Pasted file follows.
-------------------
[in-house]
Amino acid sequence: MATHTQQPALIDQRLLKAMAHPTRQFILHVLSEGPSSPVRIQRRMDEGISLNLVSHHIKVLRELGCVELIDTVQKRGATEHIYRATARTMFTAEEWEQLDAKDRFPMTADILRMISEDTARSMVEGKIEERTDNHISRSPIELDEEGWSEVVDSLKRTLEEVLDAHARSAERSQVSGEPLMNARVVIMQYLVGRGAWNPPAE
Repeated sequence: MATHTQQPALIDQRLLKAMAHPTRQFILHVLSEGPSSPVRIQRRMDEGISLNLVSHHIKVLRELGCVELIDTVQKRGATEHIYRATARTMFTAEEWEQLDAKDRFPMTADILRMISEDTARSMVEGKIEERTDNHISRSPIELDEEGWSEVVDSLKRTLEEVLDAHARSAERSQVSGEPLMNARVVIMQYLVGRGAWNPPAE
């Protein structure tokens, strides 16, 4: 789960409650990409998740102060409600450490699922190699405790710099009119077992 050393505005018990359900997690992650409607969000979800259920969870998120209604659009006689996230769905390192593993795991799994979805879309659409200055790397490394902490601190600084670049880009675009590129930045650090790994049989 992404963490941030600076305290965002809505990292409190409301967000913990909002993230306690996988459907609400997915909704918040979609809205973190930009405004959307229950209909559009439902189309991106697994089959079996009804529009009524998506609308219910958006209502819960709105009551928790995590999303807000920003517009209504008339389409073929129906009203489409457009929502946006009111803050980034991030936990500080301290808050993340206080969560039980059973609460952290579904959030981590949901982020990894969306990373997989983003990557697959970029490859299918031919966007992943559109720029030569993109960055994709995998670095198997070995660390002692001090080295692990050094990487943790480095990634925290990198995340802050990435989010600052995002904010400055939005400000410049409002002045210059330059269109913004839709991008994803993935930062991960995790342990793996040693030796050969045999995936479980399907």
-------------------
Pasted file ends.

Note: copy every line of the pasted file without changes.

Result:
[in-house]
Amino acid sequence: MATHTQQPALIDQRLLKAMAHPTRQFILHVLSEGPSSPVRIQRRMDEGISLNLVSHHIKVLRELGCVELIDTVQKRGATEHIYRATARTMFTAEEWEQLDAKDRFPMTADILRMISEDTARSMVEGKIEERTDNHISRSPIELDEEGWSEVVDSLKRTLEEVLDAHARSAERSQVSGEPLMNARVVIMQYLVGRGAWNPPAE
Repeated sequence: MATHTQQPALIDQRLLKAMAHPTRQFILHVLSEGPSSPVRIQRRMDEGISLNLVSHHIKVLRELGCVELIDTVQKRGATEHIYRATARTMFTAEEWEQLDAKDRFPMTADILRMISEDTARSMVEGKIEERTDNHISRSPIELDEEGWSEVVDSLKRTLEEVLDAHARSAERSQVSGEPLMNARVVIMQYLVGRGAWNPPAE
């Protein structure tokens, strides 16, 4: 789960409650990409998740102060409600450490699922190699405790710099009119077992 050393505005018990359900997690992650409607969000979800259920969870998120209604659009006689996230769905390192593993795991799994979805879309659409200055790397490394902490601190600084670049880009675009590129930045650090790994049989 992404963490941030600076305290965002809505990292409190409301967000913990909002993230306690996988459907609400997915909704918040979609809205973190930009405004959307229950209909559009439902189309991106697994089959079996009804529009009524998506609308219910958006209502819960709105009551928790995590999303807000920003517009209504008339389409073929129906009203489409457009929502946006009111803050980034991030936990500080301290808050993340206080969560039980059973609460952290579904959030981590949901982020990894969306990373997989983003990557697959970029490859299918031919966007992943559109720029030569993109960055994709995998670095198997070995660390002692001090080295692990050094990487943790480095990634925290990198995340802050990435989010600052995002904010400055939005400000410049409002002045210059330059269109913004839709991008994803993935930062991960995790342990793996040693030796050969045999995936479980399907």